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Delay in administrative decisionmaking is a long standing problem that remains unresolved today. In a recent major study of the federal regulatory agencies, the Senate Committee on Governmental Affairs noted that "[m]ost federal regulatory proceedings are characterized by seemingly interminable delays." Regulatory agency delay is perceived by practitioners before regulatory agencies and administrative law judges within the regulatory agencies as one of the most serious problems facing those agencies. Agency delay is extremely costly to regulated industries and to the public, both as taxpayer and as consumer. According to the Senate Committee on Governmental Affairs, undue delay is a serious problem in the agency decisionmaking processes of licensing, adjudication, ratemaking, and enforcement. Similarly, notice and comment rulemaking is sometimes slower than agency adjudication.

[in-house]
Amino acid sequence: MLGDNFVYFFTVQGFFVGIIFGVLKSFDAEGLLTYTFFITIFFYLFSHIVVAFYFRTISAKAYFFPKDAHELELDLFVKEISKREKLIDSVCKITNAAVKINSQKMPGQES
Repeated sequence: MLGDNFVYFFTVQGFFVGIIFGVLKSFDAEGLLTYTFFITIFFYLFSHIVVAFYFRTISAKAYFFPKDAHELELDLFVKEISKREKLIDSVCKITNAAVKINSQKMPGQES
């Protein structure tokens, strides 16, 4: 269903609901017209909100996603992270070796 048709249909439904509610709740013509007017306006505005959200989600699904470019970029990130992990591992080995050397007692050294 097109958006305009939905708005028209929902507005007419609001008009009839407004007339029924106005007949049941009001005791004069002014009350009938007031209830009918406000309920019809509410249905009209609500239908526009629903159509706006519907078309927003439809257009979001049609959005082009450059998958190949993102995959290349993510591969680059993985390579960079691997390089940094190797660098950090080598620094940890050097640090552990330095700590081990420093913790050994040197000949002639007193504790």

This article examines judicial efforts to control administrative delay. It will discuss jurisdictional grounds, substantive standards (primarily the Administrative Procedure Act, and due process of law), and judicial remedies for administrative delay. Federal and state cases will be examined in the sections on substantive standards and remedies. Only federal cases will be discussed in the jurisdiction section.


Gregory L. Ogden is a Law and Humanities Teaching Fellow and Lecturer-in-Law, Temple University School of Law, Philadelphia, Pa.; B.A., University of California at Los Angeles, 1970; J. D., University of California at Davis, 1973; LL.M., Temple University, 1978. In the 1978-79 school year, Mr. Ogden will be Associate Professor of Law, Pepperdine University School of Law.

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